Who knows why we are accustomed to associating winter with dark and neutral tones, as though low temperatures and poor light had an influence over our colour choices, when the opposite should be true – surely wearing bright, bold tints would counter the gloominess of winter. The designers must have thought the same in New York, where the latest Autumn/Winter shows demonstrated a clear leaning towards colour, real vibrant colour, the one that illuminates the face and warms up even the chilliest New York day, where snowstorms and sub-zero temperatures are the norm in winter. As well as bright colours, designers also explored a decorative drive, also more often associated with summer, when blossoming nature tends to spread onto the clothes, in addition to hints of Oriental culture. Wes Gordon for Carolina Herrera stamped the colour and decoration themes clearly from the very first look, with a bright yellow and azure floral print on a long trapeze dress, also introducing another hot theme in these shows and those across the ocean: oversize. Marc Jacobs pumped up the volume on outerwear and dresses, further enlarged by crinolines with added animal motifs, cascades of feathers, flounces and frills. There were lots of embellishments and vibrant tints in Cynthia Rowley’s show, which offered a series of cocktail and evening dresses with a Seventies feel. The decade’s continuing influence on the runways was also felt by Kate Spade New York, which offered bright nuances ranging from yellow to emerald green to purple on animal patterns and satin surfaces. Michael Kors was also charmed by the ’70s, especially that glam side represented by his nights at Studio 54, as seen in layered looks topped with voluminous faux fur, fake feather boas, military pieces, floral prints and iridescent sequins and laminated fabrics. There was more bold colour and decoration at Coach 1941 in its collection inspired by the needlepoint and knitted work of American artist Frank Havrah “Kaffe” Fassett. Psychedelic patterns featured on chiffon mini-dresses worn with shearling or faux fur jackets and with oversize bermuda shorts in a play of layering that created a bright, dynamic look. Artsy references were paired with colours and patterns in the Tory Burch show, which was dedicated to the sheer creativity of the Black Mountain College, an innovative school founded in North Carolina in 1933 and attended by many artists of the time. Fluid skirts and dresses with vintage-style prints were worn with shearling and patchwork boots. The duo at Proenza Schouler kept to a more toned-down palette, albeit with a few splashes of gold and mustard, but the collection’s oversize tailoring recalled how blazers, masculine suits and coats are still a big part of the women’s wardrobe, as is knitwear, which came in the brand’s signature deconstructed style here, but was mainly chunky and high-necked, because in winter you can change colours all you like but you still need to wrap up in a nice cosy sweater.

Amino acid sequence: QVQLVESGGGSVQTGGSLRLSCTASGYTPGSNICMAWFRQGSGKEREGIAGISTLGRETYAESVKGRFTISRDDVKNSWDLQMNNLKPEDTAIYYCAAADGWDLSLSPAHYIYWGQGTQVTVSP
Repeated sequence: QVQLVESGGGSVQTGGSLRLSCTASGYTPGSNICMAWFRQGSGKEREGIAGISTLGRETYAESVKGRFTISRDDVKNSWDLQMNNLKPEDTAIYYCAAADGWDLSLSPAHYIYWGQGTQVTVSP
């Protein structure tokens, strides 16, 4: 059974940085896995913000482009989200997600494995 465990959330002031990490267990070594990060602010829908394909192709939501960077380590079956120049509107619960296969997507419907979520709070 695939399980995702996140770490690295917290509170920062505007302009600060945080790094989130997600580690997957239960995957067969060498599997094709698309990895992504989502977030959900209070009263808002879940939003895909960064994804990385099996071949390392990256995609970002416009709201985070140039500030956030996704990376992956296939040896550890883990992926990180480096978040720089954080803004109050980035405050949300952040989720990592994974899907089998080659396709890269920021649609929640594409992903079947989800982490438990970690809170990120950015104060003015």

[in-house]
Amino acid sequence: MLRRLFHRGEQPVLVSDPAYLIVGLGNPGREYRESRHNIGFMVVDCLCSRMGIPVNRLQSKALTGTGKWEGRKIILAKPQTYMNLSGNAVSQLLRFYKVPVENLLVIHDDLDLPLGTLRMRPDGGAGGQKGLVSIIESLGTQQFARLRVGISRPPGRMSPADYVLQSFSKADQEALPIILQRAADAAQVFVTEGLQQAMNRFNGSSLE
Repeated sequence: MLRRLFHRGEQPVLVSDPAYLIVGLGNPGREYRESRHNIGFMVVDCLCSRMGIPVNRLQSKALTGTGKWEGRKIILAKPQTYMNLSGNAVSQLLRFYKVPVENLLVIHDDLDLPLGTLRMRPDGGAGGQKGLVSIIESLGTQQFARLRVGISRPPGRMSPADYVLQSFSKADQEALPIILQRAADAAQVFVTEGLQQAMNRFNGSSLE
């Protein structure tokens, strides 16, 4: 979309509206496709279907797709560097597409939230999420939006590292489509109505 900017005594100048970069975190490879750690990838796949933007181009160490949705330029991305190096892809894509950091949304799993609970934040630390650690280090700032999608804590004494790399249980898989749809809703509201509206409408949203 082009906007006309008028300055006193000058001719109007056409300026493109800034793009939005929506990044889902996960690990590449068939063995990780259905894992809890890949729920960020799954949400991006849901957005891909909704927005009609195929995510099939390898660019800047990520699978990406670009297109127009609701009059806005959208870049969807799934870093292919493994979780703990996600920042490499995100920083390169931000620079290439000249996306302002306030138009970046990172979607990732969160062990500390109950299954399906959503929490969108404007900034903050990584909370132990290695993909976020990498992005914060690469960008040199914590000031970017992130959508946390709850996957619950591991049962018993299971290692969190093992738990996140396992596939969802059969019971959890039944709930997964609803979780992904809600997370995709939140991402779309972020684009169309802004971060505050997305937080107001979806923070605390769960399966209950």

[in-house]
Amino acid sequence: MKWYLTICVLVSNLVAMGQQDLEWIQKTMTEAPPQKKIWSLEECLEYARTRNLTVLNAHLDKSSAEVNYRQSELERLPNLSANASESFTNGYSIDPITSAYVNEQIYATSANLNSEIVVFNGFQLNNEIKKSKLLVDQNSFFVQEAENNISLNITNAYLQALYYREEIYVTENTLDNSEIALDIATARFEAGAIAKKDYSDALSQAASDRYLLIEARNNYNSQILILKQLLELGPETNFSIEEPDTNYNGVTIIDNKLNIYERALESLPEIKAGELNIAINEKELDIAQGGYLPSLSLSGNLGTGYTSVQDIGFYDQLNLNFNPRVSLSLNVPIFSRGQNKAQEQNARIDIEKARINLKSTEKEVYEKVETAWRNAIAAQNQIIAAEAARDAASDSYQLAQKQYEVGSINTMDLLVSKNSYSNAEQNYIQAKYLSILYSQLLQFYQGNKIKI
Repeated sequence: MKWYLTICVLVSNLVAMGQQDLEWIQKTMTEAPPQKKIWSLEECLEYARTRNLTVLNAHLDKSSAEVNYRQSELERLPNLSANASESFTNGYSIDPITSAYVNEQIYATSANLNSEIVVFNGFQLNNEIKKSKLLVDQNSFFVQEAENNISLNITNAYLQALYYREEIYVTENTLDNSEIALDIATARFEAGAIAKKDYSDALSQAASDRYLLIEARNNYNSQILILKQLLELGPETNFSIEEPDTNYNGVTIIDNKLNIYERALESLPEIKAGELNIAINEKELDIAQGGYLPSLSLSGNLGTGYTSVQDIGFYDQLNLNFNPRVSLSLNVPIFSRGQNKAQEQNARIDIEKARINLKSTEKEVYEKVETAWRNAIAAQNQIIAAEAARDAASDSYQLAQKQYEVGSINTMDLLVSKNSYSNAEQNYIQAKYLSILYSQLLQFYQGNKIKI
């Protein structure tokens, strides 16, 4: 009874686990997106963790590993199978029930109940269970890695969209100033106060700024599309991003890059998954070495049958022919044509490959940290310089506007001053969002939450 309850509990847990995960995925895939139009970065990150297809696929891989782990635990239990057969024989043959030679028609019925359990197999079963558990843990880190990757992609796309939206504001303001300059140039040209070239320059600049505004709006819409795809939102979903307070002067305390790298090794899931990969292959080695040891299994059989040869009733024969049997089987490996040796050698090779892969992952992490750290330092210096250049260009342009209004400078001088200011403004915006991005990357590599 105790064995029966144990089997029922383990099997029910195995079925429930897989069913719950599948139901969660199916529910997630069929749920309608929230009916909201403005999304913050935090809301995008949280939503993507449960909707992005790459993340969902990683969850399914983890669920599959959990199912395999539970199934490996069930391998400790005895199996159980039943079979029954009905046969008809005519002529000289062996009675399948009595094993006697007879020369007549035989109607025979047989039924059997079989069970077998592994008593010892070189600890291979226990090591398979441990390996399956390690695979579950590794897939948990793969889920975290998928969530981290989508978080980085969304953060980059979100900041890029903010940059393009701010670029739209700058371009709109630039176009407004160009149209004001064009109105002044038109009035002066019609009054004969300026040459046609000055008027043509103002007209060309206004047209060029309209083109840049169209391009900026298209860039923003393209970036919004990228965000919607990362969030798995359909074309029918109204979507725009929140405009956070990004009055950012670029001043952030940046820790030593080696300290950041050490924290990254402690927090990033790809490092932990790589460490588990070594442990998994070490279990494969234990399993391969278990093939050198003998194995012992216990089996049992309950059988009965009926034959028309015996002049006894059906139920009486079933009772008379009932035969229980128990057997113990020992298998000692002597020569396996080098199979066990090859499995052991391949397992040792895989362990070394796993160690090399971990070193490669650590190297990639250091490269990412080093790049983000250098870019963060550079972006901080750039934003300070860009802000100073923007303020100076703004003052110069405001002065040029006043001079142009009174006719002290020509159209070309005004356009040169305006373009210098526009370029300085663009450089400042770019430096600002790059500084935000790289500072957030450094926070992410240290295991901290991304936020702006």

Garments: masculine suits, blazers, extra-long coats, shearling, trenches, faux fur, down jackets, long dresses with retro touches, loose trousers, high-necked blouses, knitwear, turtlenecks, bustiers, high-necked sweaters, belts, sashes, platforms, boots of various heights, double bags, chains.
Materials: velvet, moleskin, leather, faux fur, menswear fabrics, lurex, satin, knit.
Details: bohemian, military, workwear, tailoring, vintage elements, oversize, layering, deconstruction, knitwear, statement shoulders, high neck, asymmetry, Victorian collars, loose sleeves, flaring, V necklines, one-shoulder, high waist, quilting, gathers, pleats, pockets, fur panels, patchwork, embroidery, frills, ruffles, flounces, draping, knots, hanging laces, fringes, feathers, sequins, animal patterns, checks, floral prints, ethnic motifs, metallic sheen, satin finishes, iridescence.
Colours: black, grey, white, purple, lilac, blue, red, various shades of yellow, green hues, fuchsia, multi-coloured, metallic tints.